• Although the projects provided valuable analyses and opened interesting innovative perspectives, they were not in the position to push forward strong change agendas. The messages on learning from each other did not lead to effective policy processes.
  • Many projects had reached an interesting interim synthesis with a limited number of partner countries. When follow-up projects were launched with a wider range of participating countries, the European group picture got blurred.
  • The researchers who had participated in several projects had reached a point of relative saturation of learning from each other and were confronted that this wider knowledge does not help them in promoting innovations in their own countries.
  • At the European level policy-makers shifted the emphasis from innovations in national VET systems to transparency of learning outcomes. Thus, instead of looking for systemic and cultural innovations, the policy processes started working with quasi-neutral ‘European’ reference levels, descriptors and credit transfer models.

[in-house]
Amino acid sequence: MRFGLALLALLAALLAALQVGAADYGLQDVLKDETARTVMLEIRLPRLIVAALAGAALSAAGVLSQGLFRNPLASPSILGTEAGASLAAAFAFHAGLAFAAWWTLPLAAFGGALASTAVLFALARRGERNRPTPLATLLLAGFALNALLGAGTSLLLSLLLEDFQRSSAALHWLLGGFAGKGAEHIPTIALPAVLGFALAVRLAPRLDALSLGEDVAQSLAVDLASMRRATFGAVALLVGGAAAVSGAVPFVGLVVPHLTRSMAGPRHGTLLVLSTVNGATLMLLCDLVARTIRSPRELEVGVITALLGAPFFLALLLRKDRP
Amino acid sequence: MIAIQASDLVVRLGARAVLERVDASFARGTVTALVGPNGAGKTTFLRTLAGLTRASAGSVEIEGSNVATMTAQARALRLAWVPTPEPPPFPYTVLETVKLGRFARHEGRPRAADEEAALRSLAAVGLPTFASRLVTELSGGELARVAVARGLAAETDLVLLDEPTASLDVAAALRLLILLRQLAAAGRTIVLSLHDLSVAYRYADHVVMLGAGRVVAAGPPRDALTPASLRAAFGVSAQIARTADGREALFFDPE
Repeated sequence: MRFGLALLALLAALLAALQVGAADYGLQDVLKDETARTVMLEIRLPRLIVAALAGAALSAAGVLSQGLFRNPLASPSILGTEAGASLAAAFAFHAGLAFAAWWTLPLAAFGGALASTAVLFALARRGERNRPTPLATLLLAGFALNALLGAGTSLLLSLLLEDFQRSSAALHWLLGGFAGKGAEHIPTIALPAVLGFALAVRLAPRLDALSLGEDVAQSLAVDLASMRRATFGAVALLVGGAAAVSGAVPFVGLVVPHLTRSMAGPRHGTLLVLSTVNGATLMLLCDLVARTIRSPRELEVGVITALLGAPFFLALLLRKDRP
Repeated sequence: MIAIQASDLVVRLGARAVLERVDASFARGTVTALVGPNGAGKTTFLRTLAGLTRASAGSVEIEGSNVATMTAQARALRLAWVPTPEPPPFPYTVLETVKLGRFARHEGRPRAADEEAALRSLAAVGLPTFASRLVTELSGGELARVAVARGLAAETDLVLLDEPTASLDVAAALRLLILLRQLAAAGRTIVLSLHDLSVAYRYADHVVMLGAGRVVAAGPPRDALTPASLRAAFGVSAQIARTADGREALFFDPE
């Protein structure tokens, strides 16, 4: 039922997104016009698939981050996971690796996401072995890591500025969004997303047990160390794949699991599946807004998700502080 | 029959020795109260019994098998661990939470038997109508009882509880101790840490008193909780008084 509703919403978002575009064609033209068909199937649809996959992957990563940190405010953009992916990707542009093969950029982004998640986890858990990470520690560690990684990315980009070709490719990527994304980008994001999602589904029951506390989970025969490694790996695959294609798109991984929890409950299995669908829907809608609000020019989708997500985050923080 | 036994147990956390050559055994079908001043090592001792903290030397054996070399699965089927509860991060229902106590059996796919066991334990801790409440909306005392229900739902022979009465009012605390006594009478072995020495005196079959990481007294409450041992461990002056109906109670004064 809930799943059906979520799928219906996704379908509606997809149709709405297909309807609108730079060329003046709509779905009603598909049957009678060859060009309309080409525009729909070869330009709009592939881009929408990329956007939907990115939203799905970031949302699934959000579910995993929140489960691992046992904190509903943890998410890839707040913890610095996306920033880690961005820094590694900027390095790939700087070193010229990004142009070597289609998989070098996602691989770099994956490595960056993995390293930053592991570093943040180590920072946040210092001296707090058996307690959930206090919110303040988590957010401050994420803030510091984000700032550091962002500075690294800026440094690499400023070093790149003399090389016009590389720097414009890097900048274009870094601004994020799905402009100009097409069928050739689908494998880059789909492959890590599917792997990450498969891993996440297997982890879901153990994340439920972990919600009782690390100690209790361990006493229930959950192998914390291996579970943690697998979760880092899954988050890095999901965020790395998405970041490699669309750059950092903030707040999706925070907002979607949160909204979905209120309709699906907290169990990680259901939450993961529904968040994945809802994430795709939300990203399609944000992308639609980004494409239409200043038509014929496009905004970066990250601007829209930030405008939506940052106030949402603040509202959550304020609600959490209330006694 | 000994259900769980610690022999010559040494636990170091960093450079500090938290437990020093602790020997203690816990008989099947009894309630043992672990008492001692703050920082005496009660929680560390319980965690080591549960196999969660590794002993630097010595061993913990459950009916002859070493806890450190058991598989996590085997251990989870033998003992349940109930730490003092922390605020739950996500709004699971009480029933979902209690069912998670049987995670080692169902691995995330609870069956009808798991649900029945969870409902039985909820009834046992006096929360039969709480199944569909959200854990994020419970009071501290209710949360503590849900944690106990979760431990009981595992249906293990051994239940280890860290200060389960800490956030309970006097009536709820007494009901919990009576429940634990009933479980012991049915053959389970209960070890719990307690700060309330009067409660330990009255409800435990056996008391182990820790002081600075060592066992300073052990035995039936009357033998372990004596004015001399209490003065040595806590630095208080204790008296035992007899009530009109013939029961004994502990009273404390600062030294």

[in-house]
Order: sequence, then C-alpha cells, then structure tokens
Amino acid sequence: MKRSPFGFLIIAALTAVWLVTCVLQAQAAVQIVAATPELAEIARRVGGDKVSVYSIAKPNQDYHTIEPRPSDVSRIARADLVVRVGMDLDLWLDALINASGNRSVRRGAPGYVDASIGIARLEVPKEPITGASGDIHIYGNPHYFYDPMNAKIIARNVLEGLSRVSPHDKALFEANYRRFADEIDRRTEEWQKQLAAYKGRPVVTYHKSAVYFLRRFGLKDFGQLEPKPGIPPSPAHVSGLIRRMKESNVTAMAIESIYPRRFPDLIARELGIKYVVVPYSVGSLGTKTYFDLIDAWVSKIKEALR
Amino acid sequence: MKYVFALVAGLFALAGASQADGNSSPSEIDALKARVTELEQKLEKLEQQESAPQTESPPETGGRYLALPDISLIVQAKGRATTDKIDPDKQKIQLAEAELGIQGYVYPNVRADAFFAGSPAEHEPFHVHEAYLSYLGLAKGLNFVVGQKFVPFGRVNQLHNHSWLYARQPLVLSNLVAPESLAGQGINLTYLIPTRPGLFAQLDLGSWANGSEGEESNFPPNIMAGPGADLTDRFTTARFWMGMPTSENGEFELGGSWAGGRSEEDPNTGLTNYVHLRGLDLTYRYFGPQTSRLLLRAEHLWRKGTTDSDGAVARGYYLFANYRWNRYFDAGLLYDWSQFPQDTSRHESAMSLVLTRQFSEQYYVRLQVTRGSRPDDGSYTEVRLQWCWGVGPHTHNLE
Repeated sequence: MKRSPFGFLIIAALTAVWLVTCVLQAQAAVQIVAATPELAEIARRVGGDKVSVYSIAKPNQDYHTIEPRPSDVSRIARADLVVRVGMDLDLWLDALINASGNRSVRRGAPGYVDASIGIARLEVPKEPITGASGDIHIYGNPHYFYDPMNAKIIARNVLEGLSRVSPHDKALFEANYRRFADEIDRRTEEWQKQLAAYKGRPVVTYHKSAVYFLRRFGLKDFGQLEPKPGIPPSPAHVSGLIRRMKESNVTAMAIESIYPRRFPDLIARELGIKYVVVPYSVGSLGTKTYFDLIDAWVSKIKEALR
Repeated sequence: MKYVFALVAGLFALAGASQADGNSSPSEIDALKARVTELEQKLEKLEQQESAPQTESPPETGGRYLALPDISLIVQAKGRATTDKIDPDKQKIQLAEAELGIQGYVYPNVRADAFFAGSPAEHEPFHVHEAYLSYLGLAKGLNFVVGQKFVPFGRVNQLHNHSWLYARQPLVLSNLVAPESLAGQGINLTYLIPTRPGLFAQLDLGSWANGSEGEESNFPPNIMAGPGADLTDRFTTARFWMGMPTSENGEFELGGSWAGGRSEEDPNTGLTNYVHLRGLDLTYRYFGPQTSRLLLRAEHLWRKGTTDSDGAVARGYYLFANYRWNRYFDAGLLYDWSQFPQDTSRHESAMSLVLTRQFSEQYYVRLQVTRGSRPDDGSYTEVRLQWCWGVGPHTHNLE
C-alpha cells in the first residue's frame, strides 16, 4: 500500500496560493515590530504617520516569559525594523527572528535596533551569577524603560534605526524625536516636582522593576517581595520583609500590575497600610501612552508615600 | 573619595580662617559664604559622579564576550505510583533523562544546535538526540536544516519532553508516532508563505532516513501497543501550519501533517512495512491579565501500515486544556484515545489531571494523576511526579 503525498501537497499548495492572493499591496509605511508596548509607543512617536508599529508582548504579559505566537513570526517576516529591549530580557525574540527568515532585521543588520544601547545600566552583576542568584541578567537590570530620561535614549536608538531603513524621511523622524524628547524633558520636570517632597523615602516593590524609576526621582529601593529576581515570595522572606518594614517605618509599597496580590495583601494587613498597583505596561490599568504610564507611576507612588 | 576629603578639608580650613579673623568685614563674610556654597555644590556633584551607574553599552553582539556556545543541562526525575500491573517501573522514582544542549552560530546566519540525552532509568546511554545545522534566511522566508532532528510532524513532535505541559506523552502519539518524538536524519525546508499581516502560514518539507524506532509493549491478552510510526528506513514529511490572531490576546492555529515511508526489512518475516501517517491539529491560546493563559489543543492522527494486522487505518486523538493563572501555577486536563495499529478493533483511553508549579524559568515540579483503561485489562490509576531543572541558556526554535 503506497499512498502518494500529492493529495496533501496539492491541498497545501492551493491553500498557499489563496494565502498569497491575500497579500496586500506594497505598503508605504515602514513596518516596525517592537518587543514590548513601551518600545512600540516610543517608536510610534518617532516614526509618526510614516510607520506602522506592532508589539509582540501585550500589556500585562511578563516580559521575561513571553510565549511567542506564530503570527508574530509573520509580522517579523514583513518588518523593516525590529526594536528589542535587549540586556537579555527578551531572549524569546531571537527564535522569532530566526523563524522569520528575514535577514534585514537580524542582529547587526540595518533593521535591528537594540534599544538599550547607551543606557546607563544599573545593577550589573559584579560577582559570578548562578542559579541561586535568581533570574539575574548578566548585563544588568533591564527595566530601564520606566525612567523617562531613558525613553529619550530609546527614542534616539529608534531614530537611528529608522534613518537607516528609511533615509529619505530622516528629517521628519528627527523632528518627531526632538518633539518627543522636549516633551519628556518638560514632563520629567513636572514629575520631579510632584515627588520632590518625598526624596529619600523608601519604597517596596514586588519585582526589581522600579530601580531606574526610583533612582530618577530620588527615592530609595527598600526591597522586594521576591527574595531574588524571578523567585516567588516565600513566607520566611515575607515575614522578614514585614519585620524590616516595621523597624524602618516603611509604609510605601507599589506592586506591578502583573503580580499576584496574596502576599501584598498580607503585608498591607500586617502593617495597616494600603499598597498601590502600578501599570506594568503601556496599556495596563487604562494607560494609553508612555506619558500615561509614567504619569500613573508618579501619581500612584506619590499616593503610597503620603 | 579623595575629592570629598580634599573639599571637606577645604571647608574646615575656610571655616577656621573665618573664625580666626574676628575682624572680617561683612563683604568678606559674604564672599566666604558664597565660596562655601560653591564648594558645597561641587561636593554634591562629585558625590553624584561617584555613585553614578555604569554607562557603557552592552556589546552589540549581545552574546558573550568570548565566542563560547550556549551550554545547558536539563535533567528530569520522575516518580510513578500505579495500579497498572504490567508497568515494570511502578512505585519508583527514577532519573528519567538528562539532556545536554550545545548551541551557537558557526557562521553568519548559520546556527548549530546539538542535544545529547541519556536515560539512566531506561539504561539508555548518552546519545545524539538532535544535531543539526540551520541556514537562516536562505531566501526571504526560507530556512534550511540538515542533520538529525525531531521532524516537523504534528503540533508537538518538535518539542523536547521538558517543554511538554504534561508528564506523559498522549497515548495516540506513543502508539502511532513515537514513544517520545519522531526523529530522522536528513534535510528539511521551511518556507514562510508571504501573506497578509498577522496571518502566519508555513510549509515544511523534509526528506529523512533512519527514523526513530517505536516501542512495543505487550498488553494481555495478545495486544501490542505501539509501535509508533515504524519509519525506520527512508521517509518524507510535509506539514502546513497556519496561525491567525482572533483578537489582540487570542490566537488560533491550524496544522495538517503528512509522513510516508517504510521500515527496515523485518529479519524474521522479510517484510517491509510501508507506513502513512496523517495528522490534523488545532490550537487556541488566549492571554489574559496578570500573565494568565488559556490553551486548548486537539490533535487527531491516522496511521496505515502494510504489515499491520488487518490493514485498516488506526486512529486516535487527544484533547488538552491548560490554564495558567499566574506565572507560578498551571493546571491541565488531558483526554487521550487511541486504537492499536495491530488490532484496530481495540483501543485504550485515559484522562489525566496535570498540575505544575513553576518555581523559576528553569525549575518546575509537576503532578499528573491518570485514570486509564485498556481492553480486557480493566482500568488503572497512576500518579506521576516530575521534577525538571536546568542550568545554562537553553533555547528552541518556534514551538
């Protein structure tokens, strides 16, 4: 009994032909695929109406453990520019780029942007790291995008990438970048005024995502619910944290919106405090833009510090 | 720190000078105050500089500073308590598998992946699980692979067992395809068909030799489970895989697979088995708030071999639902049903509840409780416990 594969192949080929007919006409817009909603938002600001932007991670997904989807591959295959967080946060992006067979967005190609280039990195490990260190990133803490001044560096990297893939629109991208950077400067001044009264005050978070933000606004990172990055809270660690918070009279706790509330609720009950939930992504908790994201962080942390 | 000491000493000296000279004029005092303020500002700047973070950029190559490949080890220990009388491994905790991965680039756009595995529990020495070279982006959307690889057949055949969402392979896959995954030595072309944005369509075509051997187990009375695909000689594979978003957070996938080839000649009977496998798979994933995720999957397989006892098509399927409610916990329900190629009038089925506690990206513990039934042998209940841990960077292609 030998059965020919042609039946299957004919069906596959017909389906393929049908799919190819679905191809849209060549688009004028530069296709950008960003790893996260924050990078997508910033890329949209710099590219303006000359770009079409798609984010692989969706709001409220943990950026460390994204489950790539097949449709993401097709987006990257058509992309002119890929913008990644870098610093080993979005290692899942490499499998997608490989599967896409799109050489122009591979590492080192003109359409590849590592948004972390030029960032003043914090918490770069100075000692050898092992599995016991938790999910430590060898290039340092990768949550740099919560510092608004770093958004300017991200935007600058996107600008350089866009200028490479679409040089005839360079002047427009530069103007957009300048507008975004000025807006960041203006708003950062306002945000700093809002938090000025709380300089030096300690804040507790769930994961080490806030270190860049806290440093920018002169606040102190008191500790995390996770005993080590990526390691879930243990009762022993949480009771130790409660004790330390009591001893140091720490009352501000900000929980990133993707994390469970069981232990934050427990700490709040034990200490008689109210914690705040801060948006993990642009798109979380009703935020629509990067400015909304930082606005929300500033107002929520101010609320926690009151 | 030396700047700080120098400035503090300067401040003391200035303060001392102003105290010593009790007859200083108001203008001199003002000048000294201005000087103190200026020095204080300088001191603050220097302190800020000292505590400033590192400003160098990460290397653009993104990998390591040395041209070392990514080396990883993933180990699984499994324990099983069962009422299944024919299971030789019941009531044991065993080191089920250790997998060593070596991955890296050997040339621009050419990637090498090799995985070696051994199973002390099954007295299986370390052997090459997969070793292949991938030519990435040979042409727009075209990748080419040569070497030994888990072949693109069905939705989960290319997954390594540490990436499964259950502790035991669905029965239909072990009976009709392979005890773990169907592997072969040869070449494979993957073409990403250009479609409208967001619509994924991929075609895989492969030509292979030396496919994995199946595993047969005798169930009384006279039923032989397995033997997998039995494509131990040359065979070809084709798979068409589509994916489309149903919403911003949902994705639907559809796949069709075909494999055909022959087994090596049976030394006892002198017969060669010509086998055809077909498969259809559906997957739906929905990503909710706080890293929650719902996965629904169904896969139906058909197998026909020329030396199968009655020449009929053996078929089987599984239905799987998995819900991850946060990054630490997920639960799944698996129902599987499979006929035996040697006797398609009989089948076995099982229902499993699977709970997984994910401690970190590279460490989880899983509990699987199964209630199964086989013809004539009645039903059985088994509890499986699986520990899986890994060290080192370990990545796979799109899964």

During those years (19944/95 – 2002) blogging was not available as an option to reflect on the activities. At that time I could at best write down my experiences and thoughts into my mission reports (Dienstreiseberichte). After my time in Cedefop I compiled them into several thematic logbooks that gave a picture on my accompanying activities (with projects) on my involvement in conferences and on my contributions to the VETNET network (inthe context of ECER-conferences).

15 years work with European projects of ITB